This idea of how things seem continues to intrigue me, in new music most of all. We are constantly engrossed by our sense of self, of who we are as singers, musicians, people. When we perform, our perception of our strengths and weaknesses plays out in all kinds of curious combinations, all of which make our work what it is. And in a premiere, this self awareness contributes to what will be the very first hearing of a new piece of music. On Monday night I was yet again moved by the talents, openness and support in our C & V group. When our personal perceptions lead us to doubt our abilities and performances, this positive and warm environment helps us find our footing and create the best of which we are capable.

“What you see and what you hear depends a great deal on where you are standing. It also depends on what sort of person you are.” ―C.S. Lewis, The Magician’s Nephew

-Rachel Calloway


February 11, 2014


Janinah Burnett

Janinah Burnett

New York, NY—Soprano Janinah Burnett (Metropolitan Opera, La Bohème on Broadway) will portray American icon Harriet Tubman in a new folk opera with music and lyrics by Nigerian-American composer Nkeiru Okoye. Produced by AOP (American Opera Projects), Harriet Tubman: When I Crossed That Line to Freedom will  premiere in a chamber version as one half of the Lines of Freedom festival running February 20 – March 1 at Irondale Center, 85 South Oxford Street, Brooklyn, NY. Tickets start at $15 and can be purchased at or by telephone at Ovationtix, 866 811-4111. Tickets are also available at the TKTS Booth.

Using a mixture of opera and vernacular folk music, featuring gospel spirituals, ragtime, early blues, minstrel songs, work songs, call and responses, and field hollers, Harriet Tubman: When I Crossed That Line to Freedom tells this important chapter of American history in the context of Tubman’s tight-knit family and the slavery threatening to tear them apart.

Clinton Ingram, Sequina DuBose, Damian Norfleet, and Nicole Mitchell in a December 2013 concert presentation of the opera at Schomburg Center for Research in Black Culture, Harlem, NY.

Clinton Ingram, Sequina DuBose, Damian Norfleet, and Nicole Mitchell in a December 2013 concert presentation of the folk opera at Schomburg Center for Research in Black Culture, Harlem, NY.

The folk opera will also include vocal performances by Marsha Thompson (New York City Opera), Nicole Mitchell (Lincoln Center Festival), Clinton Ingram (Metropolitan Opera), Briana Elyse Hunter, Damian Norfleet, Patrice P. Eaton, Ernest Jackson, Kyle Guglielmo, and Anthony P. McGlaun and feature members of The Harlem Chamber Players, conducted by Leslie B. Dunner, with stage direction by Lemuel Wade (L’Opera de Montreal).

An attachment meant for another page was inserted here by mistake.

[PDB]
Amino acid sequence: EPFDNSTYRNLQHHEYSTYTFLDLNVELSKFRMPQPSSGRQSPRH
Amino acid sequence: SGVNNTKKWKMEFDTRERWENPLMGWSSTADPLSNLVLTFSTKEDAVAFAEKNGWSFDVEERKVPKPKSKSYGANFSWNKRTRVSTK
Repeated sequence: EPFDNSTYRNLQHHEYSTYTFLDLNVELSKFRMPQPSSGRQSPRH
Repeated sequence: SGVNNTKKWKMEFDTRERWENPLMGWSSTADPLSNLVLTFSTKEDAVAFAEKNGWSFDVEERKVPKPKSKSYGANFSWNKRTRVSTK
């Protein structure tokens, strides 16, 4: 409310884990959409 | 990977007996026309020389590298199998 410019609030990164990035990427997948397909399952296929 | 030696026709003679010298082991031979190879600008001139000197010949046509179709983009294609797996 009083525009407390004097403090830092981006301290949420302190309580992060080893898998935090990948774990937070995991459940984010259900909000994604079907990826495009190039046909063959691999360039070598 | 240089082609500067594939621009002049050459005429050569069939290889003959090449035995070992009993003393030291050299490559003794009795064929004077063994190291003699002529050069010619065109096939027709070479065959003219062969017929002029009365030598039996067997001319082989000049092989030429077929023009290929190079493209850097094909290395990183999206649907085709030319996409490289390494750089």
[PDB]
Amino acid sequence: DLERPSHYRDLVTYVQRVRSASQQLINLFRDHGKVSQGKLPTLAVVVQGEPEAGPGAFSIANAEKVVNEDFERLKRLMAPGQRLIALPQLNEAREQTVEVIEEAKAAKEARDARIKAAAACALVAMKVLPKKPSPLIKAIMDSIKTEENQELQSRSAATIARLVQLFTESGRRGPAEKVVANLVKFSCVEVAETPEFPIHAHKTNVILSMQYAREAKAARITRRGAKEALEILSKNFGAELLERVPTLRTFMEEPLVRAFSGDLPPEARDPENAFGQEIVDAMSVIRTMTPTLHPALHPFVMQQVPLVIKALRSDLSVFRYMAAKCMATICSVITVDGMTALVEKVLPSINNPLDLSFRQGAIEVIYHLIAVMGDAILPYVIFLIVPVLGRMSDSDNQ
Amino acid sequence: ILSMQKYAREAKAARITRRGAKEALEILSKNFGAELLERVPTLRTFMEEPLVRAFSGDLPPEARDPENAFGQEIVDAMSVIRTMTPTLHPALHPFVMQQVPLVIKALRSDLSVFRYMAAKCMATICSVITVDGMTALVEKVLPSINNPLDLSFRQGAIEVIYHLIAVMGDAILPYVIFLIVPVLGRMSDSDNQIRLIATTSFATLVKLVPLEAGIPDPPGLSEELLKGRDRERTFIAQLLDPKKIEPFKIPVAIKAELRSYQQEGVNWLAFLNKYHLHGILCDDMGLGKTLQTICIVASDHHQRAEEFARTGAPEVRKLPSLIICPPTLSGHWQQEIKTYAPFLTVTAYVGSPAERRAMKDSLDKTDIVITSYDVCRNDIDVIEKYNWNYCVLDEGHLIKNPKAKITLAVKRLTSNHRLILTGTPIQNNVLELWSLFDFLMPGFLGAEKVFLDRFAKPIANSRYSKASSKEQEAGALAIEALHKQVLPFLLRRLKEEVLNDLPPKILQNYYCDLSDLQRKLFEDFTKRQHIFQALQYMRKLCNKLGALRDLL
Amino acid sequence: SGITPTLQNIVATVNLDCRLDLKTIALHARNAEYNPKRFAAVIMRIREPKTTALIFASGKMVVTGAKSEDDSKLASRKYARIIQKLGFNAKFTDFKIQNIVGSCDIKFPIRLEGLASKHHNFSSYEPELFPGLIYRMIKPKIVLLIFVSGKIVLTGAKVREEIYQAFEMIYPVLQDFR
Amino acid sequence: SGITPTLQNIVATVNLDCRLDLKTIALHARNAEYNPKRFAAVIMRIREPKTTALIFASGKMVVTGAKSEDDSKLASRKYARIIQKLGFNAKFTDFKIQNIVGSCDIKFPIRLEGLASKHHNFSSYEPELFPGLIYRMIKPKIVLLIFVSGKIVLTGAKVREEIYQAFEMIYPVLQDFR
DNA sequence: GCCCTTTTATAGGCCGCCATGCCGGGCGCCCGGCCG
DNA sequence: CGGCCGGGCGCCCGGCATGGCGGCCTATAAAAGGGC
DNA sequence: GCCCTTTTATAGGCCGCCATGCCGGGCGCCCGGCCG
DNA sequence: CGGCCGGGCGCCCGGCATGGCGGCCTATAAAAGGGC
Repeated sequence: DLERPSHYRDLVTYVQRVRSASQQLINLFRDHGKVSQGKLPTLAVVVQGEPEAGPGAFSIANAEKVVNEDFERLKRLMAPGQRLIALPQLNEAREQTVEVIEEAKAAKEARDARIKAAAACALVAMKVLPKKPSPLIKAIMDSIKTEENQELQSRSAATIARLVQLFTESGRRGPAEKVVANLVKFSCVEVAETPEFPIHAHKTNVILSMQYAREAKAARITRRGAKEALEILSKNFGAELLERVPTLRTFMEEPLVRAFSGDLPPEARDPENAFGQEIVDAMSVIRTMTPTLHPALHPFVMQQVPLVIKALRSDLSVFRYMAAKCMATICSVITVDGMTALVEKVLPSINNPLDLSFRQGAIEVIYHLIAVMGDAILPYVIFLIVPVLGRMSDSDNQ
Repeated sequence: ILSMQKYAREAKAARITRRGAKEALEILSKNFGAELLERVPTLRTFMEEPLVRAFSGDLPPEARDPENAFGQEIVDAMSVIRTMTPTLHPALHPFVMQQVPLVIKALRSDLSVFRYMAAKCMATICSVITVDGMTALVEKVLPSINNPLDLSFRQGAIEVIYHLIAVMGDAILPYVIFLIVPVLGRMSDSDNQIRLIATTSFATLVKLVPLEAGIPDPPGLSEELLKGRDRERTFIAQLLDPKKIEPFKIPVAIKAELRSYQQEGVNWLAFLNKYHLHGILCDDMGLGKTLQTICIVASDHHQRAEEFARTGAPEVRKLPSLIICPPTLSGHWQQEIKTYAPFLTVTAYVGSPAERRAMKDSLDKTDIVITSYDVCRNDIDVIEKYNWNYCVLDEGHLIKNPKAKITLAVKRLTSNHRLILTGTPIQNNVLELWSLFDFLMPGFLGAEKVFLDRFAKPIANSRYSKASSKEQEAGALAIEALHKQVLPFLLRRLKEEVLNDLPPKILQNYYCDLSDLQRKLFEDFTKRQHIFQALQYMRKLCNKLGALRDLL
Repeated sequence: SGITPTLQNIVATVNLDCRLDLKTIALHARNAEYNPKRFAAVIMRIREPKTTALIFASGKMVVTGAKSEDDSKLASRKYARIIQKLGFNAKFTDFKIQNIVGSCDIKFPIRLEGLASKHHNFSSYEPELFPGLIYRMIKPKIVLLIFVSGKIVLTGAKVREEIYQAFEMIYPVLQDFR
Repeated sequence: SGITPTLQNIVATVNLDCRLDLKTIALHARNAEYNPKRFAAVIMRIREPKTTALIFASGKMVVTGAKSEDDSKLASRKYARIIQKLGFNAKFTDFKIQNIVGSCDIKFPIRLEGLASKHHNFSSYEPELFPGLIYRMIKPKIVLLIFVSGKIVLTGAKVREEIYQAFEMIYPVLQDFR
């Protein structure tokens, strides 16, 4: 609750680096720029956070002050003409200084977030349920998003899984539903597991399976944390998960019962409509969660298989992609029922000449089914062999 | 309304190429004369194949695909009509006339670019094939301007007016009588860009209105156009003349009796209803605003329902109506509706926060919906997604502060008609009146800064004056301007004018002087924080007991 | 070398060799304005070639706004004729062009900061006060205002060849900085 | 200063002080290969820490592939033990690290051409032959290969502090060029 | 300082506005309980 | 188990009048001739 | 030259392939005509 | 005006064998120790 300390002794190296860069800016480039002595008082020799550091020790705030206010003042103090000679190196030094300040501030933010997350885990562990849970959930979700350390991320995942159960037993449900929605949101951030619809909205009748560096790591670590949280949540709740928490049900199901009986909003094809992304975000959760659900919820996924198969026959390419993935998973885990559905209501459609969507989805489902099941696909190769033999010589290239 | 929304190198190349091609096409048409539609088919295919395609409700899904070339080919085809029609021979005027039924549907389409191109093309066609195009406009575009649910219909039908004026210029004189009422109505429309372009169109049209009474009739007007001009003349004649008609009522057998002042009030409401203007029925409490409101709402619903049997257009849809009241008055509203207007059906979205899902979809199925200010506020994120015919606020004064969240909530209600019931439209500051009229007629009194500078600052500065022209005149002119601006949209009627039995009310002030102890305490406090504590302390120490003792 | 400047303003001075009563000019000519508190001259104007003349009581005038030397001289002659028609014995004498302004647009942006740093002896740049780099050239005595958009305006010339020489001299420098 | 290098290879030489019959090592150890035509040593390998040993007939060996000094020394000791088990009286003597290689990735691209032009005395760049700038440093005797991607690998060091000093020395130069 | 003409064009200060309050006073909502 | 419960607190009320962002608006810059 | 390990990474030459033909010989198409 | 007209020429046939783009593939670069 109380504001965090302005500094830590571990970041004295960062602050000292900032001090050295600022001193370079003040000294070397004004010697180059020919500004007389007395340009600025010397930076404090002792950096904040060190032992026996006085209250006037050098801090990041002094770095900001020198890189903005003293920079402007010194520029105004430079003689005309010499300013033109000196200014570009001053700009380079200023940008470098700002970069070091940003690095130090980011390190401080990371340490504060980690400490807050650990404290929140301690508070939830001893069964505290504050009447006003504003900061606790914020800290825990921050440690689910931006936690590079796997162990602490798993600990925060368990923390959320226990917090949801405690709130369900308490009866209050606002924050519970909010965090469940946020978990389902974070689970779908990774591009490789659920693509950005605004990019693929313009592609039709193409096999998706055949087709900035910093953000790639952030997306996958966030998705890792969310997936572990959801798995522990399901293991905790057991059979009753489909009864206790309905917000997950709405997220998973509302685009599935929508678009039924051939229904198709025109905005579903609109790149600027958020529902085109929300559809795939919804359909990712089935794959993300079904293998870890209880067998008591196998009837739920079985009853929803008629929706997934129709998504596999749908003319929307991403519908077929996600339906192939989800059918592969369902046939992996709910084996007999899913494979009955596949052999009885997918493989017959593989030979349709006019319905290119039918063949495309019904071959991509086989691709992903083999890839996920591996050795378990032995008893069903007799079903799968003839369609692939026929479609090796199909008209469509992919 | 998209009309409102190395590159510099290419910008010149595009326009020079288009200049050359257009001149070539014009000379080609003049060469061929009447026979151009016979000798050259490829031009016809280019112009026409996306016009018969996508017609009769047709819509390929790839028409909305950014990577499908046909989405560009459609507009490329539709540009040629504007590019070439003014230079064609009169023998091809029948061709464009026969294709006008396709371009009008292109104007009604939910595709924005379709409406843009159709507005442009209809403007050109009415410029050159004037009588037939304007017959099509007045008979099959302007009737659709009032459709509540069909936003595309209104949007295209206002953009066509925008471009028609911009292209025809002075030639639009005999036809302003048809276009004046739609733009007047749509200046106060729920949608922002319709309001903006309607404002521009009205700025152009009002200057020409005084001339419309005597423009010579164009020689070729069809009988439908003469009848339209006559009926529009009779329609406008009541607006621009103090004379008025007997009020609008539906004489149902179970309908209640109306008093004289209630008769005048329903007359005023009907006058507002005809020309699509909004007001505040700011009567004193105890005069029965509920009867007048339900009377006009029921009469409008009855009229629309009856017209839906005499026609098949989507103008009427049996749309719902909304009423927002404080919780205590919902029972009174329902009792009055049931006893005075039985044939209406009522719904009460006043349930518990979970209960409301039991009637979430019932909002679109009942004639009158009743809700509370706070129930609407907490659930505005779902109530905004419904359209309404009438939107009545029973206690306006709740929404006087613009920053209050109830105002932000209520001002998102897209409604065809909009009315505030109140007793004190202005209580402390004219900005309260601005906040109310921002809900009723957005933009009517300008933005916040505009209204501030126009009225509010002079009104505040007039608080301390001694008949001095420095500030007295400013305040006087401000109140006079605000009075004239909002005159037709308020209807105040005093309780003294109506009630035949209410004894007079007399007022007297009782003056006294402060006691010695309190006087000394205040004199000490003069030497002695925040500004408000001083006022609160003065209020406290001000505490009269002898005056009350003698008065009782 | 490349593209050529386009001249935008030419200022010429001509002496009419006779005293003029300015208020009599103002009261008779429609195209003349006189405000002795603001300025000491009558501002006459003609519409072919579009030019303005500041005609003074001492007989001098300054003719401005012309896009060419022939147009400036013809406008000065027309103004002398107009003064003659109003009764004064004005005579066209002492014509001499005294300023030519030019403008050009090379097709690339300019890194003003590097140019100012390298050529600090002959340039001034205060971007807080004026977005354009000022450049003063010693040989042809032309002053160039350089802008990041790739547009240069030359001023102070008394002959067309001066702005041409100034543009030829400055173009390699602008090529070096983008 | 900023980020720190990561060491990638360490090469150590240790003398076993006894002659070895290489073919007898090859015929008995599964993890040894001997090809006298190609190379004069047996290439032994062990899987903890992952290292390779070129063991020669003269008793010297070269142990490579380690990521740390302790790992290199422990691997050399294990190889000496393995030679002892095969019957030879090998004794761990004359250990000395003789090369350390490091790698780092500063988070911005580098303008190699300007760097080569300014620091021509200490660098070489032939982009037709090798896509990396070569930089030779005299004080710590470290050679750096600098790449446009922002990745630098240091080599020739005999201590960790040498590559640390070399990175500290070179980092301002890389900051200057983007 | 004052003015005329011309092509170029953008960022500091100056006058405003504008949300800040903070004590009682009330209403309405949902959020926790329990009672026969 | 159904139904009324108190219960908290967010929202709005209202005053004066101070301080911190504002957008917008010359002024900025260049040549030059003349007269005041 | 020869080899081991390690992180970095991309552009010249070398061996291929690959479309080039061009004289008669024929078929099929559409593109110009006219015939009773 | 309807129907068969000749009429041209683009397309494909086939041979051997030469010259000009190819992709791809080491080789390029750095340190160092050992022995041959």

Lines of Freedom brings two works of exciting musical theater and opera to the stage in celebration of the rich heritage of abolitionism and the Underground Railroad. The shows are presented during Black History Month by The Irondale Ensemble Project and AOP (American Opera Projects), two arts organizations based in Fort Greene, Brooklyn. In addition to AOP’s Tubman opera, The Irondale Ensemble Project will present Color Between the Lines: The Abolitionist Struggle in Brooklyn, a work created in collaboration with Brooklyn Historical Society and Weeksville Heritage Center as part of In Pursuit of Freedom, the first public history project to explore abolition and the anti-slavery movement in Brooklyn.

Presentations of Harriet Tubman: When I Crossed That Line to Freedom are supported, in part, by public funds from the New York City Department of Cultural Affairs in partnership with the City Council and a generous grant from the National Endowment for the Arts (NEA) Art Works.

Complete production credits and bios available at

Soprano Sumayya Ali as Harriet Tubman in a December 2013 concert presentation of the opera at Schomburg Center for Research in Black Culture, Harlem, NY.

Soprano Sumayya Ali as Harriet Tubman in a December 2013 concert presentation of the folk opera at Schomburg Center for Research in Black Culture, Harlem, NY.


Music and libretto by Nkeiru Okoye

Feb 20 – March 1, 2014

Irondale Center, 85 South Oxford Street
Brooklyn, NY 11217

General Admission $25; Senior/Students $15; Matinees $15
Freedom Package – See both shows for $40
Freedom Matinee Package – See both matinees for $25